The Republicans

As it has in the past, support for Israel should not divide Americans, rather it should unite them – whether they be liberal or conservative, Democrat or Republican.

By
December 12, 2011 23:25
3 minute read.
Newt Gingrich [file]

Newt Gingrich 311 (R). (photo credit: REUTERS)

 
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Less than a month before the Iowa caucuses, the first step in the US presidential nomination process, Republican presidential hopefuls seem to be engaged in an attempt to outdo one another in demonstrations of support for Israel.

Newt Gingrich, the former speaker of the US House of Representatives who has pulled ahead of Mitt Romney in recent polls, has been the most outspoken. During a Republican debate held in Des Moines, Iowa on Saturday night, Gingrich defended comments he made last week to the Jewish Channel referring to the Palestinians as an “invented people.”

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“Somebody ought to have the courage to tell the truth,” Gingrich declared, adding that there was not much difference between Fatah and Hamas.

Romney, speaking at the same Des Moines debate, replied that he “happens to agree with most of what [Gingrich] said,” except for the “invented people” comment.

Rep. Michele Bachmann meanwhile attacked Palestinian incitement in school textbooks.

All of the speakers, proudly brandishing their pro-Israel credentials, touched on important points.

To better understand Gingrich’s statement that there is not much difference between Fatah and Hamas or Bachmann’s criticism of Palestinian text books, we recommend reading Deception: Betraying the Peace Process.

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The book, launched at the beginning of the month in a New York event attended by Nobel laureate Elie Wiesel and Advancing Human Rights founder Bob Bernstein, analyzes a year’s worth of cultural, educational and general media resources, in which the Fatah-led PA promoted messages of hate against Israel. Authors Itamar Marcus and Nan Jacques Zilberdik of Palestinian Media Watch discovered that even in mundane contexts, such as the sports pages in official PA newspapers or in educational programs for children, Israel is routinely referred to as “the homeland that is occupied,” not just on the West Bank but within the Green Line.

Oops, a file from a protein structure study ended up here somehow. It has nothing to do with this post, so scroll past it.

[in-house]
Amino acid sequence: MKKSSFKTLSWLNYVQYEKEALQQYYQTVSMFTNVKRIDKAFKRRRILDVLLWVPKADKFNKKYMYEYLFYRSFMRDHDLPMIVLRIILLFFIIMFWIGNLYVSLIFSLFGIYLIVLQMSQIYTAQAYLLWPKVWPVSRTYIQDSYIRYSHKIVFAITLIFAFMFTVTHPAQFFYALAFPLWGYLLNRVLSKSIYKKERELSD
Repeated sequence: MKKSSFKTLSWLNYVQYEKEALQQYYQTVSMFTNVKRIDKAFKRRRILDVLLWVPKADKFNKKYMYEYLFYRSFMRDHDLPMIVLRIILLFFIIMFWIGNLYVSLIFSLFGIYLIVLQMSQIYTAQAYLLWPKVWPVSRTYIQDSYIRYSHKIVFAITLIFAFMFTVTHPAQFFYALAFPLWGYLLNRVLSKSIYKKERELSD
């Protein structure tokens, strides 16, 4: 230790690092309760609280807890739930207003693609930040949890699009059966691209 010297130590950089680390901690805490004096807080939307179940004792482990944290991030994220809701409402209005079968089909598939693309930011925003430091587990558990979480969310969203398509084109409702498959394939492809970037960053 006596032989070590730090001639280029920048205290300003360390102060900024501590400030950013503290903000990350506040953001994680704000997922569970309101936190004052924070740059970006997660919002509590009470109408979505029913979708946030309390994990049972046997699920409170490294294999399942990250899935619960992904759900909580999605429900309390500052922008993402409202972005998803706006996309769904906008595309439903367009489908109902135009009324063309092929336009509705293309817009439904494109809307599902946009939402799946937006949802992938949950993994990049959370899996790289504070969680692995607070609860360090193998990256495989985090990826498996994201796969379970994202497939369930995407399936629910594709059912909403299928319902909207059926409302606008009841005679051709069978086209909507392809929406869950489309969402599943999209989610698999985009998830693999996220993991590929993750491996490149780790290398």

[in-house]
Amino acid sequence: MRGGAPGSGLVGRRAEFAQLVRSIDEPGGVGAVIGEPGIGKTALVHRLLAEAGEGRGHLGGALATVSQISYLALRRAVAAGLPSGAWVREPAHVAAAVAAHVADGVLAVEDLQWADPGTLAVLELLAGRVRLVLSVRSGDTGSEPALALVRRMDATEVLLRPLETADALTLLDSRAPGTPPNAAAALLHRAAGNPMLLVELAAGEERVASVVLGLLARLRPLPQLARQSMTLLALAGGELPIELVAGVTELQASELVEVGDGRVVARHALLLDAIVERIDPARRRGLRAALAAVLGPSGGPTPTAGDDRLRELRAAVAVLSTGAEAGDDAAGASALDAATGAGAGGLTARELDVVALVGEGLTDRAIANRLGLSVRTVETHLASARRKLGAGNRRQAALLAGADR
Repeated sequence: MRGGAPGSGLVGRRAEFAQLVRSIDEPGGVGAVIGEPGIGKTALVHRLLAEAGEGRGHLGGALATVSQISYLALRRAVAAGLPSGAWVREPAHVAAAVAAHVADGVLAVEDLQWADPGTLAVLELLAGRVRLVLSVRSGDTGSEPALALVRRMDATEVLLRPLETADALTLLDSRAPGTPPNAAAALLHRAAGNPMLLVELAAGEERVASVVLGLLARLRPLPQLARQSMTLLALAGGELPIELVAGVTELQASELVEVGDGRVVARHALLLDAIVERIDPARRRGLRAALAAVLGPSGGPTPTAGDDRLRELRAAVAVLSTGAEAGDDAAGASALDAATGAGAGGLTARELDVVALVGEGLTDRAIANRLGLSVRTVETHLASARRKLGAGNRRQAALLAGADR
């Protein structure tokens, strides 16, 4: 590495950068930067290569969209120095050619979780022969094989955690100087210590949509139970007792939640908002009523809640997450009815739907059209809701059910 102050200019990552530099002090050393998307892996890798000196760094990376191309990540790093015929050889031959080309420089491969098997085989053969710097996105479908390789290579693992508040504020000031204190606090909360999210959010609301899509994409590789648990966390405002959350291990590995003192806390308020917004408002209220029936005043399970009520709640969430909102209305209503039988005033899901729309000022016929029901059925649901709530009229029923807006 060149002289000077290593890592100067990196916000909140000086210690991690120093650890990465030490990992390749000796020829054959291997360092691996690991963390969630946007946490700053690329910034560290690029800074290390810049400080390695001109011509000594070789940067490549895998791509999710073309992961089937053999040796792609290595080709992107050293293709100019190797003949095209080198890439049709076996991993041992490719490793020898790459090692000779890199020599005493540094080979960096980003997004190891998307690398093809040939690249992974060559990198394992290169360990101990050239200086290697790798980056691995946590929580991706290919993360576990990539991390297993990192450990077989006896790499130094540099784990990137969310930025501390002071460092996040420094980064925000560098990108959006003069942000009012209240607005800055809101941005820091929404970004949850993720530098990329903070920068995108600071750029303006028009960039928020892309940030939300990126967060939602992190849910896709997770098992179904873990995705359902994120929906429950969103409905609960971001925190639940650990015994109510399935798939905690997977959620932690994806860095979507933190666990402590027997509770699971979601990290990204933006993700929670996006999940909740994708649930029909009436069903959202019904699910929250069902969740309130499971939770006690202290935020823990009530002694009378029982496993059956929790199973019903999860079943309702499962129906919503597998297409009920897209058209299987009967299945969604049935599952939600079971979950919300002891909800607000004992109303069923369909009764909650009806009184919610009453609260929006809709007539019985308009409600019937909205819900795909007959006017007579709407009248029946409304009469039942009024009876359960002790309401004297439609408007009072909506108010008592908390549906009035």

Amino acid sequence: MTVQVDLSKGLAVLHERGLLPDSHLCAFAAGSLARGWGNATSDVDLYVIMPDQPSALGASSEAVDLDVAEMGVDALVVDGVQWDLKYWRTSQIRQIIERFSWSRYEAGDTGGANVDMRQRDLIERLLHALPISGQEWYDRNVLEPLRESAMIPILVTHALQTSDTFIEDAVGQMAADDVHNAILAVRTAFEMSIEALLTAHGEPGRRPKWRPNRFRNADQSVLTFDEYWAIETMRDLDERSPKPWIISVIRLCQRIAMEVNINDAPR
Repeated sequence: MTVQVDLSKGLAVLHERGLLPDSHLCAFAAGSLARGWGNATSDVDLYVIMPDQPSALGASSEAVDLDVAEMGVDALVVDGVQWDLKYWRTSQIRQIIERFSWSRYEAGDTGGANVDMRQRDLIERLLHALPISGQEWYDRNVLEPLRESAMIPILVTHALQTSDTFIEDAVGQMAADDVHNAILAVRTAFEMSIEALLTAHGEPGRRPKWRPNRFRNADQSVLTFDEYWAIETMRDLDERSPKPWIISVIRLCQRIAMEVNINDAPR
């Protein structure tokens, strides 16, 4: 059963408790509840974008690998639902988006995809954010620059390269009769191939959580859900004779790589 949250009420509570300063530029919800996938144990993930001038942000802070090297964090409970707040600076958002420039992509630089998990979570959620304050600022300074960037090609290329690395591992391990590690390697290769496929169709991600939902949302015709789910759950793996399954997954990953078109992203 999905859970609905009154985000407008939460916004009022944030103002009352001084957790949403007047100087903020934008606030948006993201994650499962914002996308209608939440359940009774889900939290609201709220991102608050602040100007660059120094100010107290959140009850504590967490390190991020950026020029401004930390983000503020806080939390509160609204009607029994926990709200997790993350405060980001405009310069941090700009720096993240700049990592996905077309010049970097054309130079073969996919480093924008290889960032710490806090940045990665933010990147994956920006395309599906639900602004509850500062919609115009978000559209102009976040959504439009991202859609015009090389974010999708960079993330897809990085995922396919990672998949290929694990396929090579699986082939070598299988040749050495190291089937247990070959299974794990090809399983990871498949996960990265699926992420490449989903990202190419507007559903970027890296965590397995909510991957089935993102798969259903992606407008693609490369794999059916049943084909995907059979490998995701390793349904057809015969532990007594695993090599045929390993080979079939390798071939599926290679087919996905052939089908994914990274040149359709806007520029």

Israelis policies are regularly demonized, Israelis are compared to Nazis, and Palestinian terrorists – alive and dead – are treated as national heroes.

Even Gingrich’s statement referring to Palestinians as an “invented” people, taken together with a clarification issued afterwards in which he expressed his support for a two-state solution to the Israeli-Palestinian conflict, should not be dismissed as “irresponsible and dangerous,” like one senior Arab League did. After all, scholars of nationalism such as Benedict Anderson have referred to modern nation states – particularly those created at the beginning of the 20th century, such as Arab states in the region, and even European states such as Italy – as “imagined communities.”

People socially construct the idea of a nation in order to bring together a diverse people and foster a feeling of common purpose. The Jewish people, in contrast, can hardly be called an “invented people.” Even before they settled in the Land of Israel nearly four millennia ago, they saw themselves as a nation. And even after they were exiled from their land nearly two thousand years ago, they continued to pray and occasionally make physical attempts, to return.

Indeed, if there ever was a nation that was not invented, it was Israel.

Republican presidential candidates’ strong support for Israel and their deep understanding of the obstacles the Jewish state faces in its pursuit of peace are truly heartwarming.

Unfortunately, this unabashed support is being articulated at a time when key officials in the Obama administration – Secretary of State Hillary Clinton, Defense Secretary Leon Panetta and US Ambassador to Belgium Howard Gutman – have articulated criticism of Israel’s foreign and domestic policies, giving the false impression that Israel has become a partisan issue.

The comments led Democratic Congresswoman Nita Lowey, a veteran pro-Israeli lawmaker, to voice concern.

“I’ve never seen such partisanship,” Lowey said in a press briefing organized by The Israel Project.

We agree with Lowey that such partisanship on Israel is “very dangerous.” We also believe that this supposed partisanship is more perceived than real. After all, Americans share too many common values with Israel.

As it has in the past, support for Israel should not divide Americans, rather it should unite them – whether they be liberal or conservative, Democrat or Republican.

In the final analysis, our two countries stand for the same ideals – and face the same enemies.

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